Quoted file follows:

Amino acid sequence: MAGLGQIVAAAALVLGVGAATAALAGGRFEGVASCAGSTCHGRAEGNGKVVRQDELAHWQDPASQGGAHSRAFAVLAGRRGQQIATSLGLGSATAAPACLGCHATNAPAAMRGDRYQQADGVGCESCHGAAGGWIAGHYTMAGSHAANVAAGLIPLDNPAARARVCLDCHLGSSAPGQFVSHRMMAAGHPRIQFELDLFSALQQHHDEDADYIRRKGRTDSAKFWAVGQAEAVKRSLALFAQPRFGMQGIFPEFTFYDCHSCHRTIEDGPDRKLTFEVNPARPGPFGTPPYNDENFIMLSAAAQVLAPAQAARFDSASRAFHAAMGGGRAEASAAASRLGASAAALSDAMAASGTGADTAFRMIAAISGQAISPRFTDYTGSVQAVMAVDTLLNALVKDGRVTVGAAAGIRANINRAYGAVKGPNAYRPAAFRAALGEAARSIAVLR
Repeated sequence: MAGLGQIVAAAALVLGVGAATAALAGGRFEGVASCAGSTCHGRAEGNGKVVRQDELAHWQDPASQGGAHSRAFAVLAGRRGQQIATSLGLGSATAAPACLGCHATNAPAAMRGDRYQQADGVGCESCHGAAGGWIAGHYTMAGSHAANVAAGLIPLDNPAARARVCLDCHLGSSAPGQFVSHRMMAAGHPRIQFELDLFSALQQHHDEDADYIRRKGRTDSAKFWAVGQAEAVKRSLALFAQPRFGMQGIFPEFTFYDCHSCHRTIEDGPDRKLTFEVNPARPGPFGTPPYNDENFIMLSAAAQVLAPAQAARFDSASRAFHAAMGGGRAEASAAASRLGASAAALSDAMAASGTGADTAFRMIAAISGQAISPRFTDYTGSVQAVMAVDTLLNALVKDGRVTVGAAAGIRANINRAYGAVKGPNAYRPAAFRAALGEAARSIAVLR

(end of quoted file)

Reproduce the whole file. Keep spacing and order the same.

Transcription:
Amino acid sequence: MAGLGQIVAAAALVLGVGAATAALAGGRFEGVASCAGSTCHGRAEGNGKVVRQDELAHWQDPASQGGAHSRAFAVLAGRRGQQIATSLGLGSATAAPACLGCHATNAPAAMRGDRYQQADGVGCESCHGAAGGWIAGHYTMAGSHAANVAAGLIPLDNPAARARVCLDCHLGSSAPGQFVSHRMMAAGHPRIQFELDLFSALQQHHDEDADYIRRKGRTDSAKFWAVGQAEAVKRSLALFAQPRFGMQGIFPEFTFYDCHSCHRTIEDGPDRKLTFEVNPARPGPFGTPPYNDENFIMLSAAAQVLAPAQAARFDSASRAFHAAMGGGRAEASAAASRLGASAAALSDAMAASGTGADTAFRMIAAISGQAISPRFTDYTGSVQAVMAVDTLLNALVKDGRVTVGAAAGIRANINRAYGAVKGPNAYRPAAFRAALGEAARSIAVLR
Repeated sequence: MAGLGQIVAAAALVLGVGAATAALAGGRFEGVASCAGSTCHGRAEGNGKVVRQDELAHWQDPASQGGAHSRAFAVLAGRRGQQIATSLGLGSATAAPACLGCHATNAPAAMRGDRYQQADGVGCESCHGAAGGWIAGHYTMAGSHAANVAAGLIPLDNPAARARVCLDCHLGSSAPGQFVSHRMMAAGHPRIQFELDLFSALQQHHDEDADYIRRKGRTDSAKFWAVGQAEAVKRSLALFAQPRFGMQGIFPEFTFYDCHSCHRTIEDGPDRKLTFEVNPARPGPFGTPPYNDENFIMLSAAAQVLAPAQAARFDSASRAFHAAMGGGRAEASAAASRLGASAAALSDAMAASGTGADTAFRMIAAISGQAISPRFTDYTGSVQAVMAVDTLLNALVKDGRVTVGAAAGIRANINRAYGAVKGPNAYRPAAFRAALGEAARSIAVLR